Acupuncture and/or curcumin stimulated fibrolysis in rats with CCl4-induced hepatic fibrosis
ECM degradation is controlled by a fine balance between activities of proteinases and their inhibitors. The MMPs are a family of zinc metalloendopeptidases and responsible for the turnover of the ECM.12 We observed significantly decreased MMP-9 expression in the liver with established fibrosis, whereas acupuncture or curcumin upregulated MMP-9 expression and their combination produced the most remarkable reduction in MMP-9 protein abundance (figure 5), suggesting that fibrolysis may be stimulated. Interestingly, we found that although TIMP-1, which prevents ECM degradation, was upregulated in the fibrotic liver, its protein expression was not obviously affected by acupuncture and/or curcumin (figure 5). These findings indicate that the intrinsic inhibitory machinery of ECM degradation may not be involved in the antifibrotic effects of the treatments.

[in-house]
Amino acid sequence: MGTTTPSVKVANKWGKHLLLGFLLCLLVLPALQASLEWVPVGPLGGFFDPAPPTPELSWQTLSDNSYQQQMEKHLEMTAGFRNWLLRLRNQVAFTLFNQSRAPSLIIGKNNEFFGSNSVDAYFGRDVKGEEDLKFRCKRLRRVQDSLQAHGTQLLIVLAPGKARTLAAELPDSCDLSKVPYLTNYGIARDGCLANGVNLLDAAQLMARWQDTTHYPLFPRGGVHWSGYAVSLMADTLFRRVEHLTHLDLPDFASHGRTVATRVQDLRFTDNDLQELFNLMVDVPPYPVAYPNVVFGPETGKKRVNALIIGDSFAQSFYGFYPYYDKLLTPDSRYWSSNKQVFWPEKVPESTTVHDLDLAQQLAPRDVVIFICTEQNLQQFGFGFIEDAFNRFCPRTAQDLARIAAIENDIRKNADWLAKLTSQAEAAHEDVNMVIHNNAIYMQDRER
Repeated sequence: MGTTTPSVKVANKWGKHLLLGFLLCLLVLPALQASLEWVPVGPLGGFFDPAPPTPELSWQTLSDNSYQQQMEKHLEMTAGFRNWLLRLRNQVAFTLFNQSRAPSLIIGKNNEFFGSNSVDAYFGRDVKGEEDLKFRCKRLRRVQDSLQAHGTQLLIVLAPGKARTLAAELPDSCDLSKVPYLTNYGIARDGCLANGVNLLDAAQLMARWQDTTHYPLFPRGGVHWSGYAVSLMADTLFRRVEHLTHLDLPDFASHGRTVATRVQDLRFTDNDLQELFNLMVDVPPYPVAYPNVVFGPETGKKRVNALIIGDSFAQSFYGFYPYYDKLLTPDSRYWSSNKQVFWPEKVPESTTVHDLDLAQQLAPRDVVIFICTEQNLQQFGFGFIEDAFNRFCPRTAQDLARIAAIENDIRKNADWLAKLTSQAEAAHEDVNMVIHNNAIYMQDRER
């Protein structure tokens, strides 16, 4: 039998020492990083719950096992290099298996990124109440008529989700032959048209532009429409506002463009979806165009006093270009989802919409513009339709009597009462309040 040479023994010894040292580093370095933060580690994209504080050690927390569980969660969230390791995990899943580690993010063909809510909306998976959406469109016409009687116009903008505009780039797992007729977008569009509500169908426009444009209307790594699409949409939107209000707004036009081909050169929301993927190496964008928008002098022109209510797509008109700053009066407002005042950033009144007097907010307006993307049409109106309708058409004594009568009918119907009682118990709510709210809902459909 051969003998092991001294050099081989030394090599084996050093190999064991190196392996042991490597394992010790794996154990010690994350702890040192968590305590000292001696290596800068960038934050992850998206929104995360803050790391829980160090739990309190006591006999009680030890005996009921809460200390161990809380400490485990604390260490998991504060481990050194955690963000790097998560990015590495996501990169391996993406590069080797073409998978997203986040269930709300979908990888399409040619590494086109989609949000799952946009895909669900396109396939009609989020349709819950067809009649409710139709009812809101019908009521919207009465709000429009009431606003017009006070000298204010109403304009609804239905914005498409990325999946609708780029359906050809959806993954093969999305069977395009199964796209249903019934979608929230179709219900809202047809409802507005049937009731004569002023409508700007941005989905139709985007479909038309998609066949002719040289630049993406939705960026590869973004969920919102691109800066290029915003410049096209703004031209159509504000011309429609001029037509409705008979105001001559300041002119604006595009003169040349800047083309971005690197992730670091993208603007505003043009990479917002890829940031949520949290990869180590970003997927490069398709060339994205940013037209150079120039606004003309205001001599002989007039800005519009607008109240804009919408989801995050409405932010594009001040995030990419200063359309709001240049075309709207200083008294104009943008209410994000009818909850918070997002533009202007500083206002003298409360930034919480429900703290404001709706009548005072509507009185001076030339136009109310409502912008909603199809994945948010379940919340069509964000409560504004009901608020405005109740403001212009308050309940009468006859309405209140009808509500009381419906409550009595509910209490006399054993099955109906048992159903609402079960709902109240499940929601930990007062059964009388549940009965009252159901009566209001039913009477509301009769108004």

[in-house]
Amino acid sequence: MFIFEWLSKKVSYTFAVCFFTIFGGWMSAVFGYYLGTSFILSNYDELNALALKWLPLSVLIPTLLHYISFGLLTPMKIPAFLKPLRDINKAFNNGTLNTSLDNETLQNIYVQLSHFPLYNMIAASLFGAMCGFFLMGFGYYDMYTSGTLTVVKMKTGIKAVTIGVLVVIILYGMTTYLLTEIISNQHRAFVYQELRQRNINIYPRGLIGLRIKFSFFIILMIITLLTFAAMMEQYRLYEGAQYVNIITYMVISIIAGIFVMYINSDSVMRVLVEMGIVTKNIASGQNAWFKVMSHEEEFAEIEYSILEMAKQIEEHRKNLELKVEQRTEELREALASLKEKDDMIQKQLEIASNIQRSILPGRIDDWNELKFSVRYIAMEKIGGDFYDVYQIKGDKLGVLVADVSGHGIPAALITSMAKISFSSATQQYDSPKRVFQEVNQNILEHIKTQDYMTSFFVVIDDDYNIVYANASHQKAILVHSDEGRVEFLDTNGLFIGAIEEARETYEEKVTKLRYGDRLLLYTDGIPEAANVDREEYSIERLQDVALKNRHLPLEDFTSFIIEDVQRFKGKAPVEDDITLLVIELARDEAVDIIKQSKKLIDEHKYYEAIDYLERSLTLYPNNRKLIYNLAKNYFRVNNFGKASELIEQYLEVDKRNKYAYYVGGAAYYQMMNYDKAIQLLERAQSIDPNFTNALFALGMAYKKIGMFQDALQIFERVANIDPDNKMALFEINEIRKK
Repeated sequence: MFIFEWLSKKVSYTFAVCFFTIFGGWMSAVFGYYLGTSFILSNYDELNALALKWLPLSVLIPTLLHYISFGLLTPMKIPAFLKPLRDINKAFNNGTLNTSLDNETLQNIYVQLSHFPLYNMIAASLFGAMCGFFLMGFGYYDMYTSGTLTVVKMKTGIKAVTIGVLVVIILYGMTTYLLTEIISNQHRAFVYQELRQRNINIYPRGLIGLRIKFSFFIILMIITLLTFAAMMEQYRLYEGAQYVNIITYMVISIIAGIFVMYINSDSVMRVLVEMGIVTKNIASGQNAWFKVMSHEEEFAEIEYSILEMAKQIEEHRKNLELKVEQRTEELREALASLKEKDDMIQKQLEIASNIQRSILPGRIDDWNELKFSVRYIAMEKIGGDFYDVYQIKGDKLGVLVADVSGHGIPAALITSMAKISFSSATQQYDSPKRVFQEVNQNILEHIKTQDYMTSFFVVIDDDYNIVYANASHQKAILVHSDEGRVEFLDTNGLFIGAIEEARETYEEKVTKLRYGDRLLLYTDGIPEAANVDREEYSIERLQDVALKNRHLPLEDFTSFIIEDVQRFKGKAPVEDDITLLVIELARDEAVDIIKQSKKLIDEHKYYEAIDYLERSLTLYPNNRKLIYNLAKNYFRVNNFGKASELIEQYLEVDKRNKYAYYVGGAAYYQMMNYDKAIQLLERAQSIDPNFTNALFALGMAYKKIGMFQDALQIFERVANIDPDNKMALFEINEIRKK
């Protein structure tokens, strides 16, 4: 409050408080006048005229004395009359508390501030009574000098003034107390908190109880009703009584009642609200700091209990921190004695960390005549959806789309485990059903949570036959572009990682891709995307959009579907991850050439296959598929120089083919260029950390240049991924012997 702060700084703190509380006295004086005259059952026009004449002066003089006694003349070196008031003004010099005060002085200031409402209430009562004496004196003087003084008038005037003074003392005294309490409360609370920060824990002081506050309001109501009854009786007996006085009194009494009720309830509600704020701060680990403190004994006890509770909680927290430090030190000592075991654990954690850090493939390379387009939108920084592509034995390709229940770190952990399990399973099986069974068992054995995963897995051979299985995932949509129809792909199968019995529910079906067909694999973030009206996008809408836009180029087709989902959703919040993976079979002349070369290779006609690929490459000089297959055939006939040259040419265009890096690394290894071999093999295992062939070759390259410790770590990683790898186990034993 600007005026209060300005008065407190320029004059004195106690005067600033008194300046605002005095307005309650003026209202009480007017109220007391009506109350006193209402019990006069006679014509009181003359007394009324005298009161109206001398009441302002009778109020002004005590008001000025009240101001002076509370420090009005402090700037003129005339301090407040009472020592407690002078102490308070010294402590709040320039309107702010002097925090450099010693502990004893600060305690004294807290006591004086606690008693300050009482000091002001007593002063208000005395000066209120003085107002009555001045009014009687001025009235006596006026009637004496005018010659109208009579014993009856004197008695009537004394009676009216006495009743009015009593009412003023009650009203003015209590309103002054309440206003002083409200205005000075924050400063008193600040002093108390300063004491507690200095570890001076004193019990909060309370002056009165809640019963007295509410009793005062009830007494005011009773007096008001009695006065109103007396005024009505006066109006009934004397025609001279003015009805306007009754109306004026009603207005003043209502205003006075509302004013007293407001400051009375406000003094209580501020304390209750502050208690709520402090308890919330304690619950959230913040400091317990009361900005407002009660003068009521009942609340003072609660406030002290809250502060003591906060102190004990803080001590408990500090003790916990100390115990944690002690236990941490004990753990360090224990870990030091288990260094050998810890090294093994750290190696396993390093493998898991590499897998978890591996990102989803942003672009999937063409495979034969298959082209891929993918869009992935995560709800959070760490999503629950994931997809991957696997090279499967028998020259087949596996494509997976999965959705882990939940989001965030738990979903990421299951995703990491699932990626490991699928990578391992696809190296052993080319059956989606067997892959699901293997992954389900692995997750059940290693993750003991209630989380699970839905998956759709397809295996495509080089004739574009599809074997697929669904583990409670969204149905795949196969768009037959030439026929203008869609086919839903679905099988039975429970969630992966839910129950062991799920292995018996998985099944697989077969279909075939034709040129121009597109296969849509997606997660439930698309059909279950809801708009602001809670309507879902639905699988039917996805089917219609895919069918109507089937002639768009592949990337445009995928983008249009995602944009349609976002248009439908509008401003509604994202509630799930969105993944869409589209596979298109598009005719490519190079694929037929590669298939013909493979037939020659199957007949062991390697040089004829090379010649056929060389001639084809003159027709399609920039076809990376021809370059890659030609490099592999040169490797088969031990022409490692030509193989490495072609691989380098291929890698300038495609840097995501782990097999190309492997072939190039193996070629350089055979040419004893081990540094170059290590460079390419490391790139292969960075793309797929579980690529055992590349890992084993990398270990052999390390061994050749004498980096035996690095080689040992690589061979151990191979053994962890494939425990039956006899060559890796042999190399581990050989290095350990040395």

Hepatic fibrogenesis is a complex process involving a number of cytokines and signal transductions. These molecular recognitions may provide potential targets for intervention of this disease. Recently, acupuncture has increasingly shown benefits for prevention and treatment of chronic liver diseases including fibrosis.7 ,13 ,14 Our previous study also demonstrated that acupuncture combined with curcumin could potently attenuate liver fibrosis in rats.8 Our present investigation attempted to elucidate the underlying molecular mechanisms. We herein discovered that selective disruption of PDGF-βR/ERK pathway, and suppressed CTGF expression and upregulated MMP-9 expression in the fibrotic liver could contribute to the beneficial effects of acupuncture and/or curcumin treatments.